THERE’S almost as much drama at Aisuru Sushi than at the State Theatre around the corner.
Watching the adroit chefs prepare dishes in the open kitchen is sheer box office, and we became totally engrossed as flames leapt out the frying pan and beautiful sushi was rolled by the dozen.
Aisuru means to love in Japanese and I’m sure the artistic presentation of the dishes attested to the chef’s love of their work.
We were seated on the benches surrounding the bustling kitchen, and the first dish to arrive was a kirika roll ($12.50 for a sampler).
A bit like free-form sushi, the large cube of rice was topped with seared salmon and scallops, and finished of with a drizzle of Japanese mayonnaise, fish roe and spring onions.
The fish and scallops were soft and delicately flavoured and the roe salty and crunchy.
“It’s so fresh,” my mate exclaimed.
We hoed into a teriyaki tofu ($8.50) with equal relish.
Crisp on the outside, the tofu had a soft, moist centre and was perfectly balanced by the salty teriyaki sauce.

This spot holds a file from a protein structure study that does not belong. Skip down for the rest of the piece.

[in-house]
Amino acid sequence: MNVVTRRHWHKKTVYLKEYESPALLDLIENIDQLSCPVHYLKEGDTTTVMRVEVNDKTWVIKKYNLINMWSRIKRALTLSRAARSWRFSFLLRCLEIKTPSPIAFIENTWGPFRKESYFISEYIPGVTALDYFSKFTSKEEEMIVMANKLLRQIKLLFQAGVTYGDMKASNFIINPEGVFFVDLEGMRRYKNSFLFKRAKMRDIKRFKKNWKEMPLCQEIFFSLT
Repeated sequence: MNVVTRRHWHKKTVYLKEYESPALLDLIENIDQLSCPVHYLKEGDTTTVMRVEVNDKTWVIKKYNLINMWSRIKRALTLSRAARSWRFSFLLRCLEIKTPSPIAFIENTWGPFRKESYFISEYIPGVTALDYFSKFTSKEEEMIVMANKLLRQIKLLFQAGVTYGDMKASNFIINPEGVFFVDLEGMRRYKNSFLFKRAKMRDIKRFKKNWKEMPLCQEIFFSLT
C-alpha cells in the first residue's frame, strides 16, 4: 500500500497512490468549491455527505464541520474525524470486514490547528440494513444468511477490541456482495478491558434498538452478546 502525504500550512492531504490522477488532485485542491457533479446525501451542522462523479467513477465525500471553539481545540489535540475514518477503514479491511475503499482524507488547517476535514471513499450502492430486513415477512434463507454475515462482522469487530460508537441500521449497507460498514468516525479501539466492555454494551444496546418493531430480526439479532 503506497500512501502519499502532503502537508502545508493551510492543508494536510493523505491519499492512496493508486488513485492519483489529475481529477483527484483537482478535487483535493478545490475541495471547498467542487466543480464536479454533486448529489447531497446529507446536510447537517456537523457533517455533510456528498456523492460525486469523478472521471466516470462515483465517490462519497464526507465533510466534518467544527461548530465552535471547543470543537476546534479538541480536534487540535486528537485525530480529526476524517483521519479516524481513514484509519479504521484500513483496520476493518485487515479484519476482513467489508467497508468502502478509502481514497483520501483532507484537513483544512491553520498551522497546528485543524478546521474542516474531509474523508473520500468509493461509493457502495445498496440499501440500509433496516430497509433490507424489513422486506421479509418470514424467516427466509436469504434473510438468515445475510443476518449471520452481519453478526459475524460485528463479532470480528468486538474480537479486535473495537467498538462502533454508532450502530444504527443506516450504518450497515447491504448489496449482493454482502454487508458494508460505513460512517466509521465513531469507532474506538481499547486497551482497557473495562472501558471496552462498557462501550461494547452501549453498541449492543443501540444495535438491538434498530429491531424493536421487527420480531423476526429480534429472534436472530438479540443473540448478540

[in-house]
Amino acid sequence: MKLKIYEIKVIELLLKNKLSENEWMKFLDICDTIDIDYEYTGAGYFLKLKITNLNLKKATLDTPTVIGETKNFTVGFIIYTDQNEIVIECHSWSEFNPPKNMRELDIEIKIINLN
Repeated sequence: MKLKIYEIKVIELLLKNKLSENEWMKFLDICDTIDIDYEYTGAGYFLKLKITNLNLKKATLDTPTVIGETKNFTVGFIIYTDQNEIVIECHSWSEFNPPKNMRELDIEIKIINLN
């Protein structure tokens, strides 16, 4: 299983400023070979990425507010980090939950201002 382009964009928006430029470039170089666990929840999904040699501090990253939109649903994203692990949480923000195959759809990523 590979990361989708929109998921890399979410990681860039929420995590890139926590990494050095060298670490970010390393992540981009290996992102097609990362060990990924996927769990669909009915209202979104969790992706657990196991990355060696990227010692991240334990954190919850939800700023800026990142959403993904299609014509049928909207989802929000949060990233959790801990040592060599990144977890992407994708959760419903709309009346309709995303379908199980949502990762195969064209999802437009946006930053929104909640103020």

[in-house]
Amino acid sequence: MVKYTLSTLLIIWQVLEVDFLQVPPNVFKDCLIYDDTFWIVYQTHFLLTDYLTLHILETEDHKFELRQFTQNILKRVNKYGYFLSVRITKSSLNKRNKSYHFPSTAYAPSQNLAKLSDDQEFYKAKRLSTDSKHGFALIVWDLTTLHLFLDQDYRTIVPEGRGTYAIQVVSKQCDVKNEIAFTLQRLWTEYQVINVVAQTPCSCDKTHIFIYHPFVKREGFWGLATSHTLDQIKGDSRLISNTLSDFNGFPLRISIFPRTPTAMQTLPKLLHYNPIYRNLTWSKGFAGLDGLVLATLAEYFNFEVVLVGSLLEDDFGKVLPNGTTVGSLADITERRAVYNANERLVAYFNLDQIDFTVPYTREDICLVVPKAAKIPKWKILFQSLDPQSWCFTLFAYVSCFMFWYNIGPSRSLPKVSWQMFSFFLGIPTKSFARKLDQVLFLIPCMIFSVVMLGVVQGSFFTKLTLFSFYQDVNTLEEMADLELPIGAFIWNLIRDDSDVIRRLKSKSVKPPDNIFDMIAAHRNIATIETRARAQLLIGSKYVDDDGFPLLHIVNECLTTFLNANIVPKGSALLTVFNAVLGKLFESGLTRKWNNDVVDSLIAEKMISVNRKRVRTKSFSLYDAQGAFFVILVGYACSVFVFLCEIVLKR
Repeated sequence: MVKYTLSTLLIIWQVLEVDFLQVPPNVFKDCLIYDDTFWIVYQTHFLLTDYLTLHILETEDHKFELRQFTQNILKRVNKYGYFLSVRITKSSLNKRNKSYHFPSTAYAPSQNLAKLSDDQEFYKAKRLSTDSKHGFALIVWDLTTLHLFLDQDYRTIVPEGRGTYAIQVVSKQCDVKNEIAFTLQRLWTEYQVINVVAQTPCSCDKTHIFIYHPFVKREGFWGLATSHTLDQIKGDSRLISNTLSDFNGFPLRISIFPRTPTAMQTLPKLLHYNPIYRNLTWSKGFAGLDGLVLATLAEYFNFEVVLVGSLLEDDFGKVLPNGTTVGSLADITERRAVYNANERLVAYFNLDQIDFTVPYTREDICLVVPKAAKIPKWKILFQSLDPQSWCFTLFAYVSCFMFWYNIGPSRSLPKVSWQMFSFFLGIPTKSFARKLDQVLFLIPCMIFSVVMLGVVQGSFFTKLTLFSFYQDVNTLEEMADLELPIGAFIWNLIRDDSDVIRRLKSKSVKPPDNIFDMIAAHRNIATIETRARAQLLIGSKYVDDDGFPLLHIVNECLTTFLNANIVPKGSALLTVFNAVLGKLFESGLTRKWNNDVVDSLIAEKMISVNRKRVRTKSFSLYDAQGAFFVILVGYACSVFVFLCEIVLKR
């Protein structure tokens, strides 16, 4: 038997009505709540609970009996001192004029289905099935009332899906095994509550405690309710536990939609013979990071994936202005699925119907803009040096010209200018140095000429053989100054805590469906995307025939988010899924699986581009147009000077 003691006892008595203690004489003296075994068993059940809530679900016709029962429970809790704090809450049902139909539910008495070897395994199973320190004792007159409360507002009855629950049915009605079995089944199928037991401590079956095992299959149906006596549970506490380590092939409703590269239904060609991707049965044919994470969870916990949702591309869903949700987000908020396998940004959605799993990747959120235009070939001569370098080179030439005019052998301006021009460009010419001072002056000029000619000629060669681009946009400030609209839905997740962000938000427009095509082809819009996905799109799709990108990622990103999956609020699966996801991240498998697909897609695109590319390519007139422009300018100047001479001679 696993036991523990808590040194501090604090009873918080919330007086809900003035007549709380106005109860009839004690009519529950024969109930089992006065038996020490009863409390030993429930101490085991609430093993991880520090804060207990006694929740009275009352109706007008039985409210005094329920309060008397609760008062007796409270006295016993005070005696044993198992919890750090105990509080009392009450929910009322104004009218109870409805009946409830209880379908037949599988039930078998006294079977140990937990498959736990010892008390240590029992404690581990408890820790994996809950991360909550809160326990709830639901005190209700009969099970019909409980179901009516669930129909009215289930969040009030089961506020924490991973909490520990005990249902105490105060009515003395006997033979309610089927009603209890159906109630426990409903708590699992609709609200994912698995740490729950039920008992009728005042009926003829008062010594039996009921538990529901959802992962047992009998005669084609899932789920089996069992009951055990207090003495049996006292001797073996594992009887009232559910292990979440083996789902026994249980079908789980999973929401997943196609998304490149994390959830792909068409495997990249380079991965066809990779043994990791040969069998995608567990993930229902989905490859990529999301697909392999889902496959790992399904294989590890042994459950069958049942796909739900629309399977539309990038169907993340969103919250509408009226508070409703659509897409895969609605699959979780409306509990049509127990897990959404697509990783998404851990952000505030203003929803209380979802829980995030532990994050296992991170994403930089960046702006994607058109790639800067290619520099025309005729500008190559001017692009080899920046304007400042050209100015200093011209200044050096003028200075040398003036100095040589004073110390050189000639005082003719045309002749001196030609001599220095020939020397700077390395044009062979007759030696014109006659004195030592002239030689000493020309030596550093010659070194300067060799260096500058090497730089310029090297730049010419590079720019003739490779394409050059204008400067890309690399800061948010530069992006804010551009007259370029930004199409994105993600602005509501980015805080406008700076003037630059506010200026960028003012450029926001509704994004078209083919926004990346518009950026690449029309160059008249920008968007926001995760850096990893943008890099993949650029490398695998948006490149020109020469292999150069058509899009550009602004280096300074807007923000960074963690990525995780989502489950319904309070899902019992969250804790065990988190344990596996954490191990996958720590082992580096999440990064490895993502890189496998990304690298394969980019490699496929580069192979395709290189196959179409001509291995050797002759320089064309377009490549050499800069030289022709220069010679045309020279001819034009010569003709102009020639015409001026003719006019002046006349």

Last but not least was the soft-shell crab salad ($16): a large serve of lightly-battered crab was perched on mixed baby green salad and thinly sliced cabbage.
Our immediate neighbours, a young couple, raved about their seared beef nigiri ($14).
The hand-made sushi looked a picture and tasted “amazing”, they said.
Aisuru has a small but good wine list and a dry white ($10 a glass) was a great companion to the sundry flavours in our meal.
The dessert menu has just two dishes, a banana split ($12) and a green tea ice cream ($5).
We were too full and in too much of a hurry to go to the theatre to try them – but there’s always next time.
Corner William and James
open 7 days lunch and dinner
by JENNY D’ANGER